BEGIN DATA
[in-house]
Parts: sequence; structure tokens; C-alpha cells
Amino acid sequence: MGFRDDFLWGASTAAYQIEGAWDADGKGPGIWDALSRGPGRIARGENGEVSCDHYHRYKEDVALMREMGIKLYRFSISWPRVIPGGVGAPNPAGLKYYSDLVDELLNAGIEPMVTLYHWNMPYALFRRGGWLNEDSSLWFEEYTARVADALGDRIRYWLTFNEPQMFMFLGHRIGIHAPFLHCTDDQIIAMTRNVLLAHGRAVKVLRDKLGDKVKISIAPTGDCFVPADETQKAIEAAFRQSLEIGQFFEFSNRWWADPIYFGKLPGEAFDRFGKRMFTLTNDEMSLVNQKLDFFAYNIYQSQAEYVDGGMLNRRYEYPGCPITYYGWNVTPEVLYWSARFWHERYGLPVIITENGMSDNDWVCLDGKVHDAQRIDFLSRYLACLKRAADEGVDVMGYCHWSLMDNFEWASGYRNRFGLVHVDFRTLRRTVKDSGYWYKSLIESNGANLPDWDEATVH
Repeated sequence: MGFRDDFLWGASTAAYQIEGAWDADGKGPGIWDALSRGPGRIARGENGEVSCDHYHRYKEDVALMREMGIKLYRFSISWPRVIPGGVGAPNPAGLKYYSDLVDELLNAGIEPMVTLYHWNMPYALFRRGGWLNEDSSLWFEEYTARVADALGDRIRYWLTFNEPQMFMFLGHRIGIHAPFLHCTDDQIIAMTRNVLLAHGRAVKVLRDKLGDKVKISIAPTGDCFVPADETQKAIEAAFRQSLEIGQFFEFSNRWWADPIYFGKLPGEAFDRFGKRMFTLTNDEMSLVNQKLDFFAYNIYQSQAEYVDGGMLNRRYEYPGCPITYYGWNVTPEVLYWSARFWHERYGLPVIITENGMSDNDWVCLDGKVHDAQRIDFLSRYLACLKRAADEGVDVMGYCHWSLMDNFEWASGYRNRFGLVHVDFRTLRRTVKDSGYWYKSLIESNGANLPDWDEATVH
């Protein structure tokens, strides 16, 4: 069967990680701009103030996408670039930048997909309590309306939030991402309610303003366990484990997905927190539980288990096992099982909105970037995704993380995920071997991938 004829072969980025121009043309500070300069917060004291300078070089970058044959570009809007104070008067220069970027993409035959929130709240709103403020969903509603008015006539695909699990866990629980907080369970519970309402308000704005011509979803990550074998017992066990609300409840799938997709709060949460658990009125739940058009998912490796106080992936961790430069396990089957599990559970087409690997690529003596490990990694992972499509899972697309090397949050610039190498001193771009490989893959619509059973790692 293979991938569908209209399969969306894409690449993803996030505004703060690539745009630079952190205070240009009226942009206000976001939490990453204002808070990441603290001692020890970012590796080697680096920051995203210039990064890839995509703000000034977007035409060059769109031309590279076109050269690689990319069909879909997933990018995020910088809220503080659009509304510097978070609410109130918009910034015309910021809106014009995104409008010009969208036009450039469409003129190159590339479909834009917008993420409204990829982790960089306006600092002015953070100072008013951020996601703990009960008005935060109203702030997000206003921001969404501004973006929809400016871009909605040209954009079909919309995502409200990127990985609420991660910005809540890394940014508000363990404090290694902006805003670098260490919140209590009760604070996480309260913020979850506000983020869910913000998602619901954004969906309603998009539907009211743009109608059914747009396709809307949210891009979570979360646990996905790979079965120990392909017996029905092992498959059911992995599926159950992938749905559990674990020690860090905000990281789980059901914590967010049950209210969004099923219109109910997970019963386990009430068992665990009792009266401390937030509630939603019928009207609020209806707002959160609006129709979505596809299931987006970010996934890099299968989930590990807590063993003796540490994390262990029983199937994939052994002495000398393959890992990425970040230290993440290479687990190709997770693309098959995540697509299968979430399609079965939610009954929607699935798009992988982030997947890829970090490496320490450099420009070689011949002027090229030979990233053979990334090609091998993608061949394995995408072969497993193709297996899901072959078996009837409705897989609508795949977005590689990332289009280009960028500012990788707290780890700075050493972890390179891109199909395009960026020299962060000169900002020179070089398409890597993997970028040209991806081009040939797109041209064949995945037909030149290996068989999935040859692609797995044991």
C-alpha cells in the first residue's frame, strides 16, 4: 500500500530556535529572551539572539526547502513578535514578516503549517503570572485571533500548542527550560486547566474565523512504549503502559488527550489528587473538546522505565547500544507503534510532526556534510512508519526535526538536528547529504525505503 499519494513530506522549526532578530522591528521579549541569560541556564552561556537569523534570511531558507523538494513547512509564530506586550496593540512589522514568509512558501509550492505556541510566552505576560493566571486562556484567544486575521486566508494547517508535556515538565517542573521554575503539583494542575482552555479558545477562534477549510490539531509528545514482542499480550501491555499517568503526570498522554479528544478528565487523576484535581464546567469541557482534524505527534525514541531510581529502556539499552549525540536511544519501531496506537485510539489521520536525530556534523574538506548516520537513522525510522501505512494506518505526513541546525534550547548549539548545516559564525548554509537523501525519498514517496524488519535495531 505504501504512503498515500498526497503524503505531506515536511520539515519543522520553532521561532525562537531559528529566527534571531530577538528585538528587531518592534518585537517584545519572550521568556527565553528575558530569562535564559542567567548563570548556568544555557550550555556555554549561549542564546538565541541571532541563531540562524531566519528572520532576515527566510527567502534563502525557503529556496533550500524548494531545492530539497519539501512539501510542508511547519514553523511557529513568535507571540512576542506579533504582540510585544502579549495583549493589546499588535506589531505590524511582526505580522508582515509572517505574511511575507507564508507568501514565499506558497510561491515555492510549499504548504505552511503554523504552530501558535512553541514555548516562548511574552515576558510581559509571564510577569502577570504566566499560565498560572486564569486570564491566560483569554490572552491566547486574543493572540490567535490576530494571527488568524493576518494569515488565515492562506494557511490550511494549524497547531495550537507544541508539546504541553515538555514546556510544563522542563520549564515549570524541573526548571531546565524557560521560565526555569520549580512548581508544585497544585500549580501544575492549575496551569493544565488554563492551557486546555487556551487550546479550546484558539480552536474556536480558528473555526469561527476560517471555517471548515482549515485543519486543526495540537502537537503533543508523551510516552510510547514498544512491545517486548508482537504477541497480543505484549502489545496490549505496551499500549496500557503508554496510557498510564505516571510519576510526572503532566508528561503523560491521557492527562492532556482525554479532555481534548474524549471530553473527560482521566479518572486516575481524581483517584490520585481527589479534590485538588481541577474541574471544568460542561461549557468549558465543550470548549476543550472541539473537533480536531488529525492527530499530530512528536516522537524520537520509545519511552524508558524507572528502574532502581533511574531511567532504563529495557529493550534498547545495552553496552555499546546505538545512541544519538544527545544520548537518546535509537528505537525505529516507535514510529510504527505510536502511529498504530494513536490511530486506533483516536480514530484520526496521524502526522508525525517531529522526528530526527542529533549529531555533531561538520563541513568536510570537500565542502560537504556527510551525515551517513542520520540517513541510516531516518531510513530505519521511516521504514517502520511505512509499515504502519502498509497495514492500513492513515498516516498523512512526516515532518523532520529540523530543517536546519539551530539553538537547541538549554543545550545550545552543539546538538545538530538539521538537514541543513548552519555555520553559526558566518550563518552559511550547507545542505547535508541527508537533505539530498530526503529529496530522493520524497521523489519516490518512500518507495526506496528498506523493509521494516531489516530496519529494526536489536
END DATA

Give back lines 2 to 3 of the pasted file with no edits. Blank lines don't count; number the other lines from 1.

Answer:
Parts: sequence; structure tokens; C-alpha cells
Amino acid sequence: MGFRDDFLWGASTAAYQIEGAWDADGKGPGIWDALSRGPGRIARGENGEVSCDHYHRYKEDVALMREMGIKLYRFSISWPRVIPGGVGAPNPAGLKYYSDLVDELLNAGIEPMVTLYHWNMPYALFRRGGWLNEDSSLWFEEYTARVADALGDRIRYWLTFNEPQMFMFLGHRIGIHAPFLHCTDDQIIAMTRNVLLAHGRAVKVLRDKLGDKVKISIAPTGDCFVPADETQKAIEAAFRQSLEIGQFFEFSNRWWADPIYFGKLPGEAFDRFGKRMFTLTNDEMSLVNQKLDFFAYNIYQSQAEYVDGGMLNRRYEYPGCPITYYGWNVTPEVLYWSARFWHERYGLPVIITENGMSDNDWVCLDGKVHDAQRIDFLSRYLACLKRAADEGVDVMGYCHWSLMDNFEWASGYRNRFGLVHVDFRTLRRTVKDSGYWYKSLIESNGANLPDWDEATVH